This generation is also wary of performative activism and green capitalism. Employers need to do more than simply state that they care about diversity or sustainability. They need to show that they are taking action. One of the most transparent ways to do this is to publish your organization’s action plans for addressing diversity, accessibility, and environmental concerns over the next several years and provide annual reports on the progress and outcomes. While small companies may not have the resources to publish full reports on their progress, they can still dedicate space on their websites, social media profiles, and in their job postings to sharing the company’s values and efforts.
Flexibility Is Non-Negotiable When Hiring Millenial Workers
Some employers are still grappling with decisions around returning to the office this year. However, after two years of remote work, many young workers feel that they’ve already proved their ability to work from home productively. Hoang added that “COVID has shown people that remote work is possible, and they want flexibility.”
Younger generations want a choice about where and how they work. 83% of those surveyed by Randstad reported that flexibility around work location is important to them.
Suter shared her own definition of workplace flexibility; “Flexibility to me means “having the choice.” It would be ideal to have the possibility to decide whether I would prefer to work in the office or remotely. Moreover, it is important that a job enables work-life balance and does not interfere with [my] personal life.” Both location flexibility and schedule flexibility are desired by younger workers, and companies that are willing to offer these options will have an edge over the competition when recruiting top talent.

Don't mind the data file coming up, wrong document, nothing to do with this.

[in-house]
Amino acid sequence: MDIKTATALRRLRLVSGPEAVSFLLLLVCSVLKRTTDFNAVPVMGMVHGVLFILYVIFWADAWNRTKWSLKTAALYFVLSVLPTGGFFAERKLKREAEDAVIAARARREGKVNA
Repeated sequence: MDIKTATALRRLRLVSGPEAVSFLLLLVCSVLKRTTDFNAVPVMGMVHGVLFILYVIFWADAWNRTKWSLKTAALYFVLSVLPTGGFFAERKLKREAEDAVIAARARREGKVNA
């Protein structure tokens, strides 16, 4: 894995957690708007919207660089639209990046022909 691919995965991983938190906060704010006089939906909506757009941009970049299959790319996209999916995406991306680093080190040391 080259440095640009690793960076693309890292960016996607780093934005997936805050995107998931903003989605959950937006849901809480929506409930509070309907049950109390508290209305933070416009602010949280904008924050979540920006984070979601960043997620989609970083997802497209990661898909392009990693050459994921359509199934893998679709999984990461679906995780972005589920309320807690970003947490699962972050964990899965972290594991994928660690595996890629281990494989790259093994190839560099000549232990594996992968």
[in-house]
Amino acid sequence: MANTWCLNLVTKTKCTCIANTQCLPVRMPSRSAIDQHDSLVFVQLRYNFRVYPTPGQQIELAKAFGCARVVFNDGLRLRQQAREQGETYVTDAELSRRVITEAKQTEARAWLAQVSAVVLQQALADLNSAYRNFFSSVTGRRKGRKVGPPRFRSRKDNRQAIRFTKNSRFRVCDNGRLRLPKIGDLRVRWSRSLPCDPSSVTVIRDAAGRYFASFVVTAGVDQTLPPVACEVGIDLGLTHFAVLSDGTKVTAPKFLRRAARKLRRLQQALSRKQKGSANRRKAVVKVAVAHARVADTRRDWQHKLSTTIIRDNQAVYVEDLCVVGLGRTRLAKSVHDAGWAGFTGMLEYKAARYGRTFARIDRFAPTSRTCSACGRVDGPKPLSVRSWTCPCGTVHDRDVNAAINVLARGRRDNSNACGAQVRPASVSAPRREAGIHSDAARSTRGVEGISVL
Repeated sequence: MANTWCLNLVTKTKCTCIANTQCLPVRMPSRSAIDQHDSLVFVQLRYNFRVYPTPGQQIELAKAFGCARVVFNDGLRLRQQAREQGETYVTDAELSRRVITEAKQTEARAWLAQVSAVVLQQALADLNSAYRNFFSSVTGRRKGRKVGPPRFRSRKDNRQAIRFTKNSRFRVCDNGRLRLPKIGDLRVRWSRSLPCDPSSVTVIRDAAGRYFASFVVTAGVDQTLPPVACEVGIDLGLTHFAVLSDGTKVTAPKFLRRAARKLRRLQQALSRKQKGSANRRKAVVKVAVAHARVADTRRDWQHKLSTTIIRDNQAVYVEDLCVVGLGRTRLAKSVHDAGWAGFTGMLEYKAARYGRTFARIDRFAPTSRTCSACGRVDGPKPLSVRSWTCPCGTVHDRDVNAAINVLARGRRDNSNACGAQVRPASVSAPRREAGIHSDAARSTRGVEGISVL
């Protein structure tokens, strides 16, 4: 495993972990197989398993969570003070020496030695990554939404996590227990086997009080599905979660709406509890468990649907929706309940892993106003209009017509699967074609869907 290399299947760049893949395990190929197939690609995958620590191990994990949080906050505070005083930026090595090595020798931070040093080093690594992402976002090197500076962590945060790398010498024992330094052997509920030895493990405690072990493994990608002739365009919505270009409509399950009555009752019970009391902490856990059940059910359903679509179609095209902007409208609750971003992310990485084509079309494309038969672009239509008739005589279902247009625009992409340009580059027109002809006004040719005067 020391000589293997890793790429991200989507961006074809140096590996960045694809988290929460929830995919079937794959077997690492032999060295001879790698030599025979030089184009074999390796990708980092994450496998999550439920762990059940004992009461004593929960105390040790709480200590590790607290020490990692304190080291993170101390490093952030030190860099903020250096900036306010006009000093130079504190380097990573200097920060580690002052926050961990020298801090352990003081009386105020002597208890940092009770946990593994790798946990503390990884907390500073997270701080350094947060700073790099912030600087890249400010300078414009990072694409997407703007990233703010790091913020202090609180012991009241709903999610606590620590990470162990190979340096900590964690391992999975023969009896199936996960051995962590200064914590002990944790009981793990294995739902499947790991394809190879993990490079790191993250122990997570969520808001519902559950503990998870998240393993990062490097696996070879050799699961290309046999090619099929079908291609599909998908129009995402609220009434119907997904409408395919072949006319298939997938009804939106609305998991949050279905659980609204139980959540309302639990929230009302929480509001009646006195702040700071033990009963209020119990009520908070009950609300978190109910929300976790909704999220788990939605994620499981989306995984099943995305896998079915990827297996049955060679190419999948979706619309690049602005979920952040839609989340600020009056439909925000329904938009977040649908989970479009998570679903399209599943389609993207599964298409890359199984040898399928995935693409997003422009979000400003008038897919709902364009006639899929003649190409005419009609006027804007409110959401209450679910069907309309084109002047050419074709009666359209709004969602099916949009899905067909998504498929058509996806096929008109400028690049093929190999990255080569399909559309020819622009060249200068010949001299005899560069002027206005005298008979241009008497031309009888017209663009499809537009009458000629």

In fact, employers are finding that increasing work location flexibility can also help them boost diversity within their organization. Hayden Brown, CEO of Upwork, previously shared that increased location flexibility can also help companies meet their diversity objective; “I can’t tell you the number of CEOs I talked to who are thinking, ‘I have to solve the diversity challenge in my business, and remote work is one of the key tools… We have to let go of this very office-centric culture and incorporate people who are in a lot of geographies.”
Pitch Your Value Proposition